For more than 2000 years, the Chinese political system has been built around a highly sophisticated centralized bureaucracy, which has run what has always been a vast society through top-down methods. What China never developed was a rule of law, that is, an independent legal institution that would limit the discretion of the government, or democratic accountability. What the Chinese substituted for formal checks on power was a bureaucracy bound by rules and customs which made its behavior reasonably predictable, and a Confucian moral system that educated leaders to look to public interests rather than their own aggrandizement. This system is, in essence, the same one that is operating today, with the Chinese Communist Party taking the role of Emperor.
The Punjabi hegemony
By Raza Habib Raja
The selective way of presenting history in Pakistan conveniently ignores the fact that at its creation, there were two large sometimes contrasting and sometimes overlapping movements. The first was primarily centred around Muslim identity and tried to actually bargain a better position for its bearers. This movement though ended up in carving a separate homeland for the Muslims, nevertheless did not have that strong separatist thrust at least in the beginning.
by Dr. Azhar A. Shah
When asked why almost all the federal universities are located in Islamabad and why there are thick clusters of public sector universities in the capital cities while other regions of each province have been deprived of both provincial or federal public universities; the beneficiaries of the centralized Higher Education Commission (HEC) claim that it is the fault of the politicians who are not interested in the education of their local people and that HEC has nothing to do with the location of the universities!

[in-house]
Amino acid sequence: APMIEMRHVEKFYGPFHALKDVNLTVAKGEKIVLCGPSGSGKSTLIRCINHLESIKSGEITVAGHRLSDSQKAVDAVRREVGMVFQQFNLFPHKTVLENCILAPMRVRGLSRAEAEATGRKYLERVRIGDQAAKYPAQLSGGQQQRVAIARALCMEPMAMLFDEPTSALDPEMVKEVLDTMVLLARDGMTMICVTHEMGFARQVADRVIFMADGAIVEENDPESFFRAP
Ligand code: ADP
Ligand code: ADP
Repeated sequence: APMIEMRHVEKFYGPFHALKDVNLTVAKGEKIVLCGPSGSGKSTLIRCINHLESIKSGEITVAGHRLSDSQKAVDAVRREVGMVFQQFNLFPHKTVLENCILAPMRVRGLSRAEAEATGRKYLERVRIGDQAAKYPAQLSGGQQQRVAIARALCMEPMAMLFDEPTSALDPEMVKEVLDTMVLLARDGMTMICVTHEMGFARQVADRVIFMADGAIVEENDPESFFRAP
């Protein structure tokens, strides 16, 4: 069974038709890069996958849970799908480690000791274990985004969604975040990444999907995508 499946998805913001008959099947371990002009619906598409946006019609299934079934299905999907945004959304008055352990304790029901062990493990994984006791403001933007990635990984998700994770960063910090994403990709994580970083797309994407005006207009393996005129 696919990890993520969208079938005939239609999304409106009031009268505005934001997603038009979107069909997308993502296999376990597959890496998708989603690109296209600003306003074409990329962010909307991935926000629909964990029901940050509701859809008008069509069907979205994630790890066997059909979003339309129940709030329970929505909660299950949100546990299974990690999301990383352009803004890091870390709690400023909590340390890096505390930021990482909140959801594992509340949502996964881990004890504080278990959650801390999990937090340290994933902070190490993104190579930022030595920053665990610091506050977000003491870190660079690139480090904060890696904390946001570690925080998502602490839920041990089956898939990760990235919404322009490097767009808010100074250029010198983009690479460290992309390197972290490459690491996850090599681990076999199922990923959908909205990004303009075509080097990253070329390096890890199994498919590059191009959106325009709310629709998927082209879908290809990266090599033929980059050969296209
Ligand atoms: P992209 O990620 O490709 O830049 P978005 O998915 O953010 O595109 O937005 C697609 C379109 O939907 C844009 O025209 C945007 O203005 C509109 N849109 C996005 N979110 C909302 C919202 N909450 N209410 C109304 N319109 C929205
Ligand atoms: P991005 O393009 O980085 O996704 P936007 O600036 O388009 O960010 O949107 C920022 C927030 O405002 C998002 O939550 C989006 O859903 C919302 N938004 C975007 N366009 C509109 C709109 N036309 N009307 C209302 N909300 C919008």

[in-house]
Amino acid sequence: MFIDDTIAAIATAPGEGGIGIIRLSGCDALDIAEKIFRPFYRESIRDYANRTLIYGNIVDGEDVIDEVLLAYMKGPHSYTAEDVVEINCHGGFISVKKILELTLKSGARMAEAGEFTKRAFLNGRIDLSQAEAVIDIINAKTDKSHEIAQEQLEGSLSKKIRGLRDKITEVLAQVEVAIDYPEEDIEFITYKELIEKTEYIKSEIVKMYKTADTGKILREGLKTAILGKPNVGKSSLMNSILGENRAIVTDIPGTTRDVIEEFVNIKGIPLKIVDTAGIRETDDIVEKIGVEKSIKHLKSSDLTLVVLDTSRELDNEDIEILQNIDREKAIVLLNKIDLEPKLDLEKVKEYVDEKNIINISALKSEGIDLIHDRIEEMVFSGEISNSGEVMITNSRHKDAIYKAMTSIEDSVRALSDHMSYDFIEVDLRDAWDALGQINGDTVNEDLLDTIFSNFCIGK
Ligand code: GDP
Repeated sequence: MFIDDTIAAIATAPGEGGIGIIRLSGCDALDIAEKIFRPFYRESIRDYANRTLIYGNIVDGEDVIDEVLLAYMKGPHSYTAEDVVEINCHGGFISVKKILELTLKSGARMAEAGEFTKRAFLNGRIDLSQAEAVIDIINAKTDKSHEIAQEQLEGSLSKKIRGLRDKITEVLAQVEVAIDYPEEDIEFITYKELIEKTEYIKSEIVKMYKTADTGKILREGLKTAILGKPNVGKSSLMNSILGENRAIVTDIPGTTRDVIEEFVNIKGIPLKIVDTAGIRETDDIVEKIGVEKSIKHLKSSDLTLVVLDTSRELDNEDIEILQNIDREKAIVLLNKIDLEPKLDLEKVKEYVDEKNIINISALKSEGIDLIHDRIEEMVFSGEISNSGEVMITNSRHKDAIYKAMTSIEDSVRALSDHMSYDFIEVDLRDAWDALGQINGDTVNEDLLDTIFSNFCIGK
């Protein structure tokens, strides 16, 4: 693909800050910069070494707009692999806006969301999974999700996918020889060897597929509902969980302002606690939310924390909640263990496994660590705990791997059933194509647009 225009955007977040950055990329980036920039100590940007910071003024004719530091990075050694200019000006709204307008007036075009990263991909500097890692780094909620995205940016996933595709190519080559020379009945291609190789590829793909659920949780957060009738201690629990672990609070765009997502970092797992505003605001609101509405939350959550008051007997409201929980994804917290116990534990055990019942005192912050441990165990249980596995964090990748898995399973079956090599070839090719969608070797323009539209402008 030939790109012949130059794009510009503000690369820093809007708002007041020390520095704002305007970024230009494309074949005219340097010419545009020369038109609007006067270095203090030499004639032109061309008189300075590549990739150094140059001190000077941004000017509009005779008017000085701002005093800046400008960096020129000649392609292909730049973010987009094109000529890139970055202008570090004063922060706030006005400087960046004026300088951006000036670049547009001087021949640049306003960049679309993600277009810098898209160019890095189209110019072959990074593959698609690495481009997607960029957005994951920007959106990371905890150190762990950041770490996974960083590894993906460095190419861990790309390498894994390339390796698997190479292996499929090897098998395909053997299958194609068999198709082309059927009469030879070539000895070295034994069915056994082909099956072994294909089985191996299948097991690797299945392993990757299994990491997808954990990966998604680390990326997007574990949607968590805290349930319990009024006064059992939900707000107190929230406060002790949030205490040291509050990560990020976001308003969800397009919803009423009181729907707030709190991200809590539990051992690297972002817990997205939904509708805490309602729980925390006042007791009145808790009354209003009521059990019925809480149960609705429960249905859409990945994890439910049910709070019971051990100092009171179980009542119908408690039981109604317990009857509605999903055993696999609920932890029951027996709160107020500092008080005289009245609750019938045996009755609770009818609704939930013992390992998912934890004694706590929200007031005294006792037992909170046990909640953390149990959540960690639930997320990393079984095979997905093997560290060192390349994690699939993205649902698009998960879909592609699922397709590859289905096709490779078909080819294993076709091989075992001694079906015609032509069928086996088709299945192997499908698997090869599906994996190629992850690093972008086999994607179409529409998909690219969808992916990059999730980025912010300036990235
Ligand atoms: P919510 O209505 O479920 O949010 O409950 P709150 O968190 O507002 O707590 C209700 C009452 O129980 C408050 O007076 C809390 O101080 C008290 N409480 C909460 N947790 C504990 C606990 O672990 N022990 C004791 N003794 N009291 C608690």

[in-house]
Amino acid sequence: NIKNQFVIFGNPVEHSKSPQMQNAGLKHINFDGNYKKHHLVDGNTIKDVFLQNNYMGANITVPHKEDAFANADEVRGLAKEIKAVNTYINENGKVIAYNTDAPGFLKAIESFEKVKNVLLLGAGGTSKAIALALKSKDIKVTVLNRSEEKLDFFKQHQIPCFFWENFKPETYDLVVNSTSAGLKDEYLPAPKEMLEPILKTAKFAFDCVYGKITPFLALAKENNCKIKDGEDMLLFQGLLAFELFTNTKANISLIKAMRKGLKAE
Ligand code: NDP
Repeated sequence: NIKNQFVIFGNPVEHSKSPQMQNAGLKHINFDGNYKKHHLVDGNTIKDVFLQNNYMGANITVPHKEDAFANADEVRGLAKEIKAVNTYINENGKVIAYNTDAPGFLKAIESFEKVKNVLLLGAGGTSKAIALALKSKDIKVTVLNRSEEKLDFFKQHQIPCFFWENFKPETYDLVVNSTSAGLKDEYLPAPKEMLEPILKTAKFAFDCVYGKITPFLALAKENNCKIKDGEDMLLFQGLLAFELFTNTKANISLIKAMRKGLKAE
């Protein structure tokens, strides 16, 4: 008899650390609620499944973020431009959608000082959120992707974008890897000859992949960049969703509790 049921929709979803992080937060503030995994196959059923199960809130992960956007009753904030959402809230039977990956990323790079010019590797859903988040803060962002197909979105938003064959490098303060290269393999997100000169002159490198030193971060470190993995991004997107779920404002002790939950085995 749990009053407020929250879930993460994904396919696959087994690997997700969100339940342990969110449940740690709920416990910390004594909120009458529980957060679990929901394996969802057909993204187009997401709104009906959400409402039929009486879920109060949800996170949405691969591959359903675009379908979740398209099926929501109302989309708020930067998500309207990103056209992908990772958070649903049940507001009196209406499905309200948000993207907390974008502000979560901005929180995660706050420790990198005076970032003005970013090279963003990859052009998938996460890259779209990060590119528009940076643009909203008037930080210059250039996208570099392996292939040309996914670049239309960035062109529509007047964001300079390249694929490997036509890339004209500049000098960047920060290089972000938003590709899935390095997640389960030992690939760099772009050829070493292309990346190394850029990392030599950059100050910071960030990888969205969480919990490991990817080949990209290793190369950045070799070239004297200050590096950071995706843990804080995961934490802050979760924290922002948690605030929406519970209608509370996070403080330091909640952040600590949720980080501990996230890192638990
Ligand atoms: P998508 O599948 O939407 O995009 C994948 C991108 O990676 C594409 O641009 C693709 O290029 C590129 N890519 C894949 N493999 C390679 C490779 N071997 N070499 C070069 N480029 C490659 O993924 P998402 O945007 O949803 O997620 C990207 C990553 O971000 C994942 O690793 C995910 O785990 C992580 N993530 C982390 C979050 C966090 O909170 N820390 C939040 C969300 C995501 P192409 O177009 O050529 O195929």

Can we ask these supporters of the Higher Education Commission (HEC) to kindly read what HEC claims on its website:
“Since its inception, HEC has established about 31 new universities and more than 50 sub-campuses of the existing universities in public sector throughout the country. As a step forward, Planning and Development Division has prepared a map to get the clear view of geographical areas where there is a potential for new institutions.”
This said, the website continues:
“The Division is planning to identify the potential areas where new institutions for higher education can be developed. In this regard P&D Division is acquiring the discipline wise data of students appeared in higher secondary examination from all the education boards of the country from 2005 to 2009. On the basis of that data P&D division will identify the potential areas where new institution may be developed.”
One really wonders which statistics and criteria did HEC use for the establishment of its 30 universities and 50 sub campuses? How much expenses were incurred on each university/campus? Will it be possible for HEC to make the list of these new universities along with their expenditures available on its website? This list is essential to see where the returning thousands of PhDs will be inducted in!
From what we can see on its website, we can observe the severe failure of central planning and development that is being advocated by Prof Attaur-Rahman and others. It has made over-provision of higher education services to the a few big cities, ignoring the bulk areas/ regions of our country. Universities are the agents of social change and we should have at least one comprehensive public sector university in each city/ town so that the development, the change, gets shared homogeneous across the regions and across the country!
PS: Please compare the central planning of Pakistani much acclaimed Higher Education Commission (HEC) with that of Indian UGC to see how Indian central universities are dispersed throughout the country (http://www.ugc.ac.in/inside/centraluni.html).
Courtesy: Sindhi e-lists/ e-groups, April 15, 2011.